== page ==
However, this comprises my biggest gripe with War Factory. As the middle chapter, I'm not sure I'm seeing the arch of the trilogy plot beyond "Penny Royal is changing this universe, maybe for the better, maybe not". Penny Royal's motives are still largely unknown to me, even if this novel points to its origin and the actions its made may tell me more than I know. The plot of this novel is sufficient to read alone, but, like Dark Intelligence, it's difficult to tell if I'm not picking up on some of the overarching plot elements because they're not there, or I'm not picking up on them because this is the 14th book in this universe, and I've only read the most recent two. 

Regardless, War Factory is full of weird science and space, lots of complex characters, and healthy amounts of body horror. Don't expect to get every question answered but enjoy the ride and we'll see where we end up with the concluding chapter. War Factory is an exercise in trusting the author, and I'm sufficiently impressed enough to continue to do so.
The Math

Baseline Assessment: 8/10

Bonuses: +1 manages to make an inscrutable AI with believably unknowable plans.

Penalties: -1 maybe those plans are unknowable because it has no plans and it's hard to tell if this is going somewhere that will make the whole better than the sum of the already good parts.

Nerd Coefficient: 8/10 (well worth your time and attention)


POSTED BY: brian, sci-fi/fantasy/video game dork and contributor since 2014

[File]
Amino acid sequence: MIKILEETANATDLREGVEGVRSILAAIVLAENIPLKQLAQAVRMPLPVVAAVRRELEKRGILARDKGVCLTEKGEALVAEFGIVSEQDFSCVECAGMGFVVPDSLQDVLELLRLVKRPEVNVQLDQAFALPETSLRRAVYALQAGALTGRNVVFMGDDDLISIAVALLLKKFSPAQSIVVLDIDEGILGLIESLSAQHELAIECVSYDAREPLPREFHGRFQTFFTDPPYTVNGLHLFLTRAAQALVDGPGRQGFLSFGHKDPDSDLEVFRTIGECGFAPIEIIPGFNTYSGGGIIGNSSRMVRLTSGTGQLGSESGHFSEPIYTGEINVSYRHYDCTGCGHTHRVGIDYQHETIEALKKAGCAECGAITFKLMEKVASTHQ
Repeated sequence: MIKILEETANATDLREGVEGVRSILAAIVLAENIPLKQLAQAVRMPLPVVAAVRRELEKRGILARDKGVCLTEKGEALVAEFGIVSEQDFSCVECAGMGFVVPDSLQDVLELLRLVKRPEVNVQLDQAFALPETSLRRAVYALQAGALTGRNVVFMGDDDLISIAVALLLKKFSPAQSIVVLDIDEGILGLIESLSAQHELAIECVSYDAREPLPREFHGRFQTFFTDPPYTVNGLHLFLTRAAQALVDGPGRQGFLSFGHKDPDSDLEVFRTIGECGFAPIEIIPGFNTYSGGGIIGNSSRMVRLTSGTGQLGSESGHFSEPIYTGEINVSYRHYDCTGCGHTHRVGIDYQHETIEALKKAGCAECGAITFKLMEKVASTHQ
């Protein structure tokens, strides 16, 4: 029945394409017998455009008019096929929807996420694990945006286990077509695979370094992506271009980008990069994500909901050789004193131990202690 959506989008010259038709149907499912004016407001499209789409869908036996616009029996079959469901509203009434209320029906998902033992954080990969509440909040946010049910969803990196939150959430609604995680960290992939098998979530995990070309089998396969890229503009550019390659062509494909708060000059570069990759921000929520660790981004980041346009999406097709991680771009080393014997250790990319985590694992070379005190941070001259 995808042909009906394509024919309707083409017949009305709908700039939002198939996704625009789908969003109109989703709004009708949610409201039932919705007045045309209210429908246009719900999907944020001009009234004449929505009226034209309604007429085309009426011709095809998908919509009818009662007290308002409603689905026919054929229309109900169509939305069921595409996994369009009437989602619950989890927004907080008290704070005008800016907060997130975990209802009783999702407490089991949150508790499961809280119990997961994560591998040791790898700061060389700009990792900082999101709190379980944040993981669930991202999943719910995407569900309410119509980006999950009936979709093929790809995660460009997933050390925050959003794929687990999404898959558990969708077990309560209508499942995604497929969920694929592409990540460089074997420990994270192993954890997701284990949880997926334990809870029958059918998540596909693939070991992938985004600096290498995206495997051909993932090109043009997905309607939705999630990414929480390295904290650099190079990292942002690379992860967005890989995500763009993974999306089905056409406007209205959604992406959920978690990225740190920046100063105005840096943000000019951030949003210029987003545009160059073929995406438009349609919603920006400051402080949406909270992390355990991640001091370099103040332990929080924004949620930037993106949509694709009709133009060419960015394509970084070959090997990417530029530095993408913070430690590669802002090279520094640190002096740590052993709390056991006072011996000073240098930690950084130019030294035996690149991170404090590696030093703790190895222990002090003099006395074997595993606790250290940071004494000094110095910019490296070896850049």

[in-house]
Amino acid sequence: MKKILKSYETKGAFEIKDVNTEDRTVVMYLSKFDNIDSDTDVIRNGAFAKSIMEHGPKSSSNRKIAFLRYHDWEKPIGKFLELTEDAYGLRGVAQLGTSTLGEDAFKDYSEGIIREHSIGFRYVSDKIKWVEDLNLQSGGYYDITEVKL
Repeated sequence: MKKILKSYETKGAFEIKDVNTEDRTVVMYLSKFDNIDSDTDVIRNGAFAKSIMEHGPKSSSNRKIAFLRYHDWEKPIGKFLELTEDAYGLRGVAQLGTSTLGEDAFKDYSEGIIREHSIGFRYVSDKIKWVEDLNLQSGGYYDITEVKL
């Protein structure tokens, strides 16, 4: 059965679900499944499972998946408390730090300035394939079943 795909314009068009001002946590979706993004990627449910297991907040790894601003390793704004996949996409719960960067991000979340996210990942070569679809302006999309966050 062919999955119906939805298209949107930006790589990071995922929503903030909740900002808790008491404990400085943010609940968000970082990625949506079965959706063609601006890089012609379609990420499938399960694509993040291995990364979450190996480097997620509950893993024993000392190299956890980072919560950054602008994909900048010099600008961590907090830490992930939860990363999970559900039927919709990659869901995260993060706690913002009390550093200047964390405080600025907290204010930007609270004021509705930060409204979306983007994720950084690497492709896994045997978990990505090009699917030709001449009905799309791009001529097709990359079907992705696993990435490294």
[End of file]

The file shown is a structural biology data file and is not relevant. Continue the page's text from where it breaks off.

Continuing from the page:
Reference: Asher, Neal. War Factory [Night Shade Books, 2016] 

Tuesday, September 27, 2016

ESSENTIALS: 24 SF/F Books That Have Shaped Me

I feel quite strange writing an "essential" list of sci fi and fantasy books. Because I will never feel like I will have read enough to be an expert on anything. But I try to read a lot. And I try to read deeply. And I have opinions. Which I guess makes me as expert as most who claim at the title. So I will attempt to do my best.

This list will probably change in a year. Hell, it will probably shift and flow from year to year as long as I'm alive and reading. Why? Because I truly believe that right now is seeing some of the most amazing books come out that have ever been written in SFF. Which, you'll notice that a lot of these books are somewhat recent. I'd still consider them essential. They have been, at least, essential to defining my own relationship with SFF. They have been essential in showing me where I fit in and what I love. Reading some of these books has provided me with rather transformational moments in my life. To me, that is the definition of essential, because these books have been vital in helping me to try and better figure myself out.

You might also notice that I have the "Book" part of this list to mean more than just "novel." There are graphic novels and there are short story collections and there are anthologies of various sorts and even a book of poetry. I did not want to make a list that narrowed itself to the point of not being meaningful to me. This is my list of essential SFF books, and so there is YA alongside erotica alongside comics alongside romance alongside more classic interpretations of sci fi and fantasy. I consider these all to be SFF, and for those who want to see the true width and depth of what SFF can be, moving outside the largely single-dimension of traditional SFF publications is, again, essential.

So here we go, on a voyage of discovery and wonder. Hold onto something…

Johnson, Alaya Dawn. The Summer Prince [Arthur A. Levine, 2013]

"A heart-stopping story of love, death, technology, and art set amid the tropics of a futuristic Brazil.

The lush city of Palmares Tres shimmers with tech and tradition, with screaming gossip casters and practiced politicians. In the midst of this vibrant metropolis, June Costa creates art that's sure to make her legendary. But her dreams of fame become something more when she meets Enki, the bold new Summer King. The whole city falls in love with him (including June's best friend, Gil). But June sees more to Enki than amber eyes and a lethal samba. She sees a fellow artist." (Goodreads)